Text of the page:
See the world’s largest telescope dwarfed by the Full Hunter’s Moon (photo) (Image Credit: Space.com)
The steel skeleton of the world’s largest visible- and infrared-light telescope is illuminated by the rising full moon in a new photo from the European Southern Observatory (ESO).
Construction of ESO’s Extremely Large Telescope (ELT) is underway on Cerro Armazones in Chile’s Atacama Desert, with the monster telescope expected to see its “first light” by 2028. ESO recently shared a spooky new photo of the telescope’s progress in honor of Halloween.
“In this image –– a throwback to a famous scene in [the 1982 movie] ‘E.T.’ –– we see the steel skeleton of the telescope dome eerily illuminated under the moonlight,” ESO officials said in a statement. “It now stands at a towering 80 meters [262 feet] high; when completed, the whole structure will rotate 360 degrees to observe the night sky, all while weighing 6,100 tonnes — about as heavy as 1,500,000 pumpkins.”
At 120 feet (39.3 m) wide, the ELT will be the largest telescope in the world for visible and infrared light. (There are larger radio telescopes out there.) It will house five separate mirrors, the largest of which will be made up of 798 individual hexagonal segments.
In the recent ESO photo, the moon appears ginormous behind the telescope dome perched high up on Cerro Armazones, a mountain that’s 9,993 (3,046 m) tall. This is the result of an optical effect called the moon illusion, which causes the moon to appear larger near the horizon than it does higher up in the sky.
The photo was taken on Oct. 28, the same day that millions of people in Europe, Africa, Asia and parts of Australia enjoyed a lunar eclipse. ESO officials took the photo from about 12 miles (20 kilometers) away — close to the entrance of the Paranal Observatory, which is home to ESO’s Very Large Telescope (VLT).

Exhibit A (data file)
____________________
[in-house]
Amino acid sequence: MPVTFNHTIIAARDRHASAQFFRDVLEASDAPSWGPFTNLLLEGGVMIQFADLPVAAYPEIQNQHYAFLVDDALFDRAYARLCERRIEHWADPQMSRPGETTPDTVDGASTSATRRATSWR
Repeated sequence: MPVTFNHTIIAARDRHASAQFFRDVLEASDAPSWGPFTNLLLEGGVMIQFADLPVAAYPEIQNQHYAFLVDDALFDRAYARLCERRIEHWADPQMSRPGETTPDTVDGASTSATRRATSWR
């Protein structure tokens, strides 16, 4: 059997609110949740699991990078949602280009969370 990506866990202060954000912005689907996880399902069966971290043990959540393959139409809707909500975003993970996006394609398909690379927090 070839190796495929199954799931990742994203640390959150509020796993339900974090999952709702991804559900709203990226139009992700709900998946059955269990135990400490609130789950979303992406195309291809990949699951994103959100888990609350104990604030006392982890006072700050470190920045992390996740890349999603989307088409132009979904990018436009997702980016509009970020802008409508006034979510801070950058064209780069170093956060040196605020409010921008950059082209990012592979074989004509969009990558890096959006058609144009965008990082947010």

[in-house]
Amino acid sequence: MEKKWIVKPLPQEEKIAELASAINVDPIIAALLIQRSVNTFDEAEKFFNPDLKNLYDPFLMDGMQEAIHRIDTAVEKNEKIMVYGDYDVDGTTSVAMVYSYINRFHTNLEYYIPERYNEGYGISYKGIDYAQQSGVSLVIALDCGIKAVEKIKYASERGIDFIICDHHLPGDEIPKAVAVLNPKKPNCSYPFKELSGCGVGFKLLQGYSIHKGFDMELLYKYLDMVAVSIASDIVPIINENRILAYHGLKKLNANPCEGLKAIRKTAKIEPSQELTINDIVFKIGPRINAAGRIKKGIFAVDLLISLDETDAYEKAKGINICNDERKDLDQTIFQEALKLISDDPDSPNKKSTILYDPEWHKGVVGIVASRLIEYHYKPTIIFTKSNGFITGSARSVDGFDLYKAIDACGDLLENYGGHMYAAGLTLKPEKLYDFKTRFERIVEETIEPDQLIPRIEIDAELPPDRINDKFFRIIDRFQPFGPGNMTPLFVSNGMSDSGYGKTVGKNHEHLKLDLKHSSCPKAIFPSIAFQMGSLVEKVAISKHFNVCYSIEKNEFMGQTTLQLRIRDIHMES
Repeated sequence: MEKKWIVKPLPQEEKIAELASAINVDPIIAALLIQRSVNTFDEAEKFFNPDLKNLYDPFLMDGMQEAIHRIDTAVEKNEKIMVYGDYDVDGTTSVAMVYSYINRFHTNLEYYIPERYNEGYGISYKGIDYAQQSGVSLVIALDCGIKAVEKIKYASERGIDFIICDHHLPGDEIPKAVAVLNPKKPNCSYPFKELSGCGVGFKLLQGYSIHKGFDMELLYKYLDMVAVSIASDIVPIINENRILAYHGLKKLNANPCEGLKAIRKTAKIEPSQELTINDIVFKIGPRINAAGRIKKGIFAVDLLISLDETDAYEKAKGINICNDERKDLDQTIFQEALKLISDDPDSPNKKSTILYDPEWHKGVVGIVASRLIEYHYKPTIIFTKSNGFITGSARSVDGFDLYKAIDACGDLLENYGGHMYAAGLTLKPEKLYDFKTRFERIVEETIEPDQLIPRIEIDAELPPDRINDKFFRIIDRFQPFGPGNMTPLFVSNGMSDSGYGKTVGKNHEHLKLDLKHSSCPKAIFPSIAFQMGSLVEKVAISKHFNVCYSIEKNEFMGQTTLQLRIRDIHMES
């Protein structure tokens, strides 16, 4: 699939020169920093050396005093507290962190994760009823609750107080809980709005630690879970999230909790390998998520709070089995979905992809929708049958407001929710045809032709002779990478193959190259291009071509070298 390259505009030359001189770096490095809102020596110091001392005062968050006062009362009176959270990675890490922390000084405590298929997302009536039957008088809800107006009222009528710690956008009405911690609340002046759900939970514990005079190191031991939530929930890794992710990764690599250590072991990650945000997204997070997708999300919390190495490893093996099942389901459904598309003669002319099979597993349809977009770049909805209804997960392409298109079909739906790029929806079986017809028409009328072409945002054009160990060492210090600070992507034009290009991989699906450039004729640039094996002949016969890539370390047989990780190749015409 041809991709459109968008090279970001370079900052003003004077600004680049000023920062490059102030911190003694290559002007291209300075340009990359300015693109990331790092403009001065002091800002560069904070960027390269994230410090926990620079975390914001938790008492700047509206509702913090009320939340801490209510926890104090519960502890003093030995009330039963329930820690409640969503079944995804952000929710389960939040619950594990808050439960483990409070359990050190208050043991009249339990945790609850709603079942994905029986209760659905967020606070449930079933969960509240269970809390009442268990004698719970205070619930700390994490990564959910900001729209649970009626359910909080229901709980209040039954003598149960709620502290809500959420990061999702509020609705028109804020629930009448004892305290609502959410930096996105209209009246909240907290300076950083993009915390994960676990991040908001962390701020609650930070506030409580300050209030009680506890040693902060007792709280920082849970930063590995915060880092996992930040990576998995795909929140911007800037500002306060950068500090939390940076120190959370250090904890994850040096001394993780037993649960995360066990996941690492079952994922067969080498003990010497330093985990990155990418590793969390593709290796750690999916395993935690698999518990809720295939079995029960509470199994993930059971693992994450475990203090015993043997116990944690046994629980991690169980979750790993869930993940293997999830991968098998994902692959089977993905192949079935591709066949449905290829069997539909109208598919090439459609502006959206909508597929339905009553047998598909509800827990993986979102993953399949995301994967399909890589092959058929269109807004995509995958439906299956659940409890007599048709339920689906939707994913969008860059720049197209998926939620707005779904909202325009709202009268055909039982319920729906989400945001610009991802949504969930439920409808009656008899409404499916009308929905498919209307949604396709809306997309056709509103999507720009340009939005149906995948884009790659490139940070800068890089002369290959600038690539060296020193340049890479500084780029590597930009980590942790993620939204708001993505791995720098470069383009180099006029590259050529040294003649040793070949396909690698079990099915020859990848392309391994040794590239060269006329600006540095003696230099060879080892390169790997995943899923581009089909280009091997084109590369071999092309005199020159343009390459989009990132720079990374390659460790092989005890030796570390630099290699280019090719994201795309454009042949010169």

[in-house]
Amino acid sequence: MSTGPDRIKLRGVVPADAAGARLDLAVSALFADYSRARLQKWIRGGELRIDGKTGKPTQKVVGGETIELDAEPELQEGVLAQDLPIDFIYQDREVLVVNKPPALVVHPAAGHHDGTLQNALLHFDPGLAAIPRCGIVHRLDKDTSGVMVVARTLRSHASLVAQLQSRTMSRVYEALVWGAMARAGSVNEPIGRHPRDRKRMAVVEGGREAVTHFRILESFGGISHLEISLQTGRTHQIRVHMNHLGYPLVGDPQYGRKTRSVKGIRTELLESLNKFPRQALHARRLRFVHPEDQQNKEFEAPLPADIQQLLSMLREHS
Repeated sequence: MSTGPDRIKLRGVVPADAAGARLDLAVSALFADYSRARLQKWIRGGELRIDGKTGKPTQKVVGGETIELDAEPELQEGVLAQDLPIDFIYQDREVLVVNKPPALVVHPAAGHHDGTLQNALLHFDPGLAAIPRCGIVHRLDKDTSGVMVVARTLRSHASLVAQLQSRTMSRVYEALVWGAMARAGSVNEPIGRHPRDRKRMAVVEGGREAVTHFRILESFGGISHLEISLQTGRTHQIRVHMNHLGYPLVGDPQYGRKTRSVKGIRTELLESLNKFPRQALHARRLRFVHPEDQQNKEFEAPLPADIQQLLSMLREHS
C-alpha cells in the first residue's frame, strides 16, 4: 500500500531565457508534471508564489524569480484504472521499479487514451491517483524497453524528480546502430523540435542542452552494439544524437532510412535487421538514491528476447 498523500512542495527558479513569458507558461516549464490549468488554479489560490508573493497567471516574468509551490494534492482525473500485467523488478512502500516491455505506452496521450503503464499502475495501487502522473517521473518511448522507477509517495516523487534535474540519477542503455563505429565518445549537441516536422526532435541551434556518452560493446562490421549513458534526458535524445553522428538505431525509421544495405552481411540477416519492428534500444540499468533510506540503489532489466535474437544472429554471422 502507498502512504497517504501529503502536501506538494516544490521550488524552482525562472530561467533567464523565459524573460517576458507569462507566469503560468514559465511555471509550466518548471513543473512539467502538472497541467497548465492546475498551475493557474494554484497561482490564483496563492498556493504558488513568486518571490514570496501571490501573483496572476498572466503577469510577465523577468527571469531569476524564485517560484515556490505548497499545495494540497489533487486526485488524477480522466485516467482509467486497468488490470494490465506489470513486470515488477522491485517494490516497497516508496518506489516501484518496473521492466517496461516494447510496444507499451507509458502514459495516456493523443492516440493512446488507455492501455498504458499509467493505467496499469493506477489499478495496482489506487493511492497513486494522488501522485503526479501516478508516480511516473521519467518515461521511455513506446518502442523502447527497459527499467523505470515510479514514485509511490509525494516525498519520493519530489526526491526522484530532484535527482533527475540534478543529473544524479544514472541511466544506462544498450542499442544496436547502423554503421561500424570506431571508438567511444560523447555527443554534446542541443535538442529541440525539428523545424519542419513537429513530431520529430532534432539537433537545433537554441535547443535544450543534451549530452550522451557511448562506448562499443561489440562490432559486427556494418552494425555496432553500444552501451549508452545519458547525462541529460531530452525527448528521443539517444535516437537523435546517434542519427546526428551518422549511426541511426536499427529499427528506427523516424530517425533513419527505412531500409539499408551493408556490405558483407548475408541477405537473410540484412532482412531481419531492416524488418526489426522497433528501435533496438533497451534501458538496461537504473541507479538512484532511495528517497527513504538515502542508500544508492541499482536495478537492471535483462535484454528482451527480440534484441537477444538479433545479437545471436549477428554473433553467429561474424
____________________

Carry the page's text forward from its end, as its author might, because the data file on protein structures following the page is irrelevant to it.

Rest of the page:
“It’s not every day that the moon is positioned so perfectly behind the mountaintop, so an event was carefully planned by the Paranal Photo Club to capture the moment,” ESO officials said in the statement. “Not only does the moon cycle through different phases — new moon, first quarter, full moon and last quarter — as it orbits around Earth every 27.3 days, but its position on the horizon and the time at which it rises change over time as well.”
That’s why the ESO team had to plan the photo op just right. In the new image, which was released on Oct. 30, the moon is rising in the night sky, with just a sliver still tucked beneath the Cerro Armazones mountain. The telescope dome and construction cranes appear dwarfed by the bright, golden full moon.
While the moon appears extremely large in the new photo, it’s really just an optical illusion: the moon is playing a trick (or treat) on our mind, otherwise known as the moon illusion. Viewers experience this when looking at the moon while it is setting or rising compared to when it is higher up in the sky. However, the moon never actually changes in size; it’s just a shift in our perception of how far away the moon really is and how big we expect it to be at that distance.